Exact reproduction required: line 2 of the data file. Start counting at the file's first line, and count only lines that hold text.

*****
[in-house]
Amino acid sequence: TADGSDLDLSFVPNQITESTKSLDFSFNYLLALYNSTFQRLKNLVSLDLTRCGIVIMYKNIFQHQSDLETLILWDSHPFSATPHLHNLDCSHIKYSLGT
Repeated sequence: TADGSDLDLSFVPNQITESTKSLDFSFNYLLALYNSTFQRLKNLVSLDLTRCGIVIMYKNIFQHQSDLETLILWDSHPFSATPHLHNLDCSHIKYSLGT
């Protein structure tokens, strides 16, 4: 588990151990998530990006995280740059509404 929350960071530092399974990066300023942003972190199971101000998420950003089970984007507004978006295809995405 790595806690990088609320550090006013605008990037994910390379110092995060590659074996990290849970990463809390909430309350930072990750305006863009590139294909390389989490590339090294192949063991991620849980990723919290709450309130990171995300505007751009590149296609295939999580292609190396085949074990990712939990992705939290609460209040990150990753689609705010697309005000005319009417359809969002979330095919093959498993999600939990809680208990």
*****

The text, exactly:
Amino acid sequence: TADGSDLDLSFVPNQITESTKSLDFSFNYLLALYNSTFQRLKNLVSLDLTRCGIVIMYKNIFQHQSDLETLILWDSHPFSATPHLHNLDCSHIKYSLGT